A Sermon for Covenant
“Bring on the Sunburn”
Jonah 4:1-11
Covenant Baptist Church
February 1, 2015
Kyndall Rae Rothaus

(To listen to the audio, click “play” button above. To download audio, click here.)

Understandably, Jonah doesn’t have the best of reputations. First there was the running away, then the man-over-board stunt, and next, the wimpy one-day preacher’s walk through a three-day-wide city. You’d think there had been enough shenanigans with this guy already, but after you get to the happily-ever-after part of the story where nobody dies and everybody gets to live, there is yet another chapter about, you guessed it, Jonah’s bad attitude. He is the only character in the story whose repentance remains ambiguous to the very end. Read more →

What Does It Mean To Repent? (by Larry Davis)

“What Does It Mean To Repent?”
Jonah 3:1-10; Mark 1:14-20
January 25, 2015
Covenant Baptist Church, San Antonio, TX
Larry E. Davis

What does it mean to “repent?”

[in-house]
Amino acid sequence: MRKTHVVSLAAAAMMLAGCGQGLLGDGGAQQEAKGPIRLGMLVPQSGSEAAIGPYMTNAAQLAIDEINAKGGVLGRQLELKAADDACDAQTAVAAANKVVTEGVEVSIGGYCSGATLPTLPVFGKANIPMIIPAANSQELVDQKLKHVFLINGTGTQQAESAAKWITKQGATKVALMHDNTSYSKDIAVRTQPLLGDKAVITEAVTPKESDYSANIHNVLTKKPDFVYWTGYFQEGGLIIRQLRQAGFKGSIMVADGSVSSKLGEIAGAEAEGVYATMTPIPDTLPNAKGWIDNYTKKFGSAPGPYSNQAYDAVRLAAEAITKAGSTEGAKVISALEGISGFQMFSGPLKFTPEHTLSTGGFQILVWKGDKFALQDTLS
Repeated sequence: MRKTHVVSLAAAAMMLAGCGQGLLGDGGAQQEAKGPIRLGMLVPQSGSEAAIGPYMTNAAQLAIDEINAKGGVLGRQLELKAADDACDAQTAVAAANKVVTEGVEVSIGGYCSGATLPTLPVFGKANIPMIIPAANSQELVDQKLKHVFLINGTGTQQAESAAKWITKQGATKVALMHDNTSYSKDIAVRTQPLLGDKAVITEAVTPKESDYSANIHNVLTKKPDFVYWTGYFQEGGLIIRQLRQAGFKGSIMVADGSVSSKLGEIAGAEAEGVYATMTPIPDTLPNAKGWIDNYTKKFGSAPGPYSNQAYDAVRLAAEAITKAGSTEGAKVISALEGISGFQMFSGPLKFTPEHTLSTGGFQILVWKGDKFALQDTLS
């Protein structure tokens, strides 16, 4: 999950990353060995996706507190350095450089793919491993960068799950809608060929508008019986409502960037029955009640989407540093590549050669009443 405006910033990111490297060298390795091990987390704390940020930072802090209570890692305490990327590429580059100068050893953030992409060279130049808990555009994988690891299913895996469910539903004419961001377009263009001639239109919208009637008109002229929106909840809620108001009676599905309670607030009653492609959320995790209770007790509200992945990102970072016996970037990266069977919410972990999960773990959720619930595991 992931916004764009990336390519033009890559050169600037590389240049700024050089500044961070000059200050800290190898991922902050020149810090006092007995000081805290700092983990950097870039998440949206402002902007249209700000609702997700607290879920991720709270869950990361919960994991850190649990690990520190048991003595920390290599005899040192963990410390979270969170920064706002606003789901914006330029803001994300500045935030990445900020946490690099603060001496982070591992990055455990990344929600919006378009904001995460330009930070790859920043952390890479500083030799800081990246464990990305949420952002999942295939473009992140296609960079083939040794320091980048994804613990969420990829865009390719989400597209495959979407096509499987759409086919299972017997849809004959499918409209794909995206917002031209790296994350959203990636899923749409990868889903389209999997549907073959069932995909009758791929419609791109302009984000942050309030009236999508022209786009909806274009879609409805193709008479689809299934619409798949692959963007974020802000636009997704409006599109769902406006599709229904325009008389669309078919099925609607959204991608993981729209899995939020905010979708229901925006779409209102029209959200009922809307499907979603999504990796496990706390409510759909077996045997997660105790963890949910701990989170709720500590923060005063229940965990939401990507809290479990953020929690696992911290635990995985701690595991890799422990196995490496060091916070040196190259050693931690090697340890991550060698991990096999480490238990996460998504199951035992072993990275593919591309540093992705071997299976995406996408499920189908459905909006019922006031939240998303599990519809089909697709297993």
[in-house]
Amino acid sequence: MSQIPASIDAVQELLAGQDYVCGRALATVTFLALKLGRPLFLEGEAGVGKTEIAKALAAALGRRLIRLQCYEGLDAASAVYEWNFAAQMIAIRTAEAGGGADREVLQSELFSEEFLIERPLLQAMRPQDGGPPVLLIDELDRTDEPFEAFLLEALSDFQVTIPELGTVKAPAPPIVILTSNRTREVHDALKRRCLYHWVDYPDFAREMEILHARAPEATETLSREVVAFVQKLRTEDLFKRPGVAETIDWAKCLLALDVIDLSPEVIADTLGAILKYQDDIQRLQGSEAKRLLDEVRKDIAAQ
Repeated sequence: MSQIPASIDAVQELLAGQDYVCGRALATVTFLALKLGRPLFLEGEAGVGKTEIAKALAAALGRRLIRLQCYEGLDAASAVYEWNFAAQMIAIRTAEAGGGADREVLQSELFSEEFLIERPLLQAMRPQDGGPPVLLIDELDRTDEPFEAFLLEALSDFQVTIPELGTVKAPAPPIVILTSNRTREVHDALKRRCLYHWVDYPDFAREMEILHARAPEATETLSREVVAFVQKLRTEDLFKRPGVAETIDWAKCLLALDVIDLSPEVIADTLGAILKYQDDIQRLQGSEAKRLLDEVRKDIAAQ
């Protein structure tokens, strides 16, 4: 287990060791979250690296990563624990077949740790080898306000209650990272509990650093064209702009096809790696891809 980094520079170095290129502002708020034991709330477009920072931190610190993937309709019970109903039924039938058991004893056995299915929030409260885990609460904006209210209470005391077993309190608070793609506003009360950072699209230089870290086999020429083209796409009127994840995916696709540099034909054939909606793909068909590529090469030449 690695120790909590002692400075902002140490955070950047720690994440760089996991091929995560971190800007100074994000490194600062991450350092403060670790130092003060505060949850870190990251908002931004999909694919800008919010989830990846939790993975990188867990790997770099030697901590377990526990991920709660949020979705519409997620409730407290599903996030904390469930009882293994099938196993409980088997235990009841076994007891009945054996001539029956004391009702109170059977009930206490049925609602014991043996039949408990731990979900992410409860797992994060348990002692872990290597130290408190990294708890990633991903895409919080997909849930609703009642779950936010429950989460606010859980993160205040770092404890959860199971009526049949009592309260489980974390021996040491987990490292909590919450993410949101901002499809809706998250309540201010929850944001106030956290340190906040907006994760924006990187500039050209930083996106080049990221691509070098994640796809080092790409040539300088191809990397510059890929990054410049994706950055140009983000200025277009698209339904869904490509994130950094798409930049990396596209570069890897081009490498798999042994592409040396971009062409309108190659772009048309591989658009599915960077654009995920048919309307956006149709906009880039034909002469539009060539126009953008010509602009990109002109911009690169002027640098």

Some of you may remember those old time revival meetings, where there might be dramatic emotional displays and excitement. I remember as a youngster accompanying my Grandpa Pullin to revivals and tent meetings around south Texas. He was an uneducated man, a simple carpenter, he couldn’t read music but he could lead congregational singing and the preachers loved him for this. This was my introduction to the old-time ideal of the “sawdust trail.” A lot of that preaching I remember included threats of hell-fire and damnation, “repent or else,” was a common theme. And the people seemed to eat it up. “Believe the bad news, and repent.” And sometimes when we think of repentance, we do think of regret, remorse, sorrow. One of the Hebrew words for “repent” literally means to “sigh,” or “groan.” And so repentance may be accompanied by all kinds of emotion, tears, joy. But is that what repentance really means? Read more →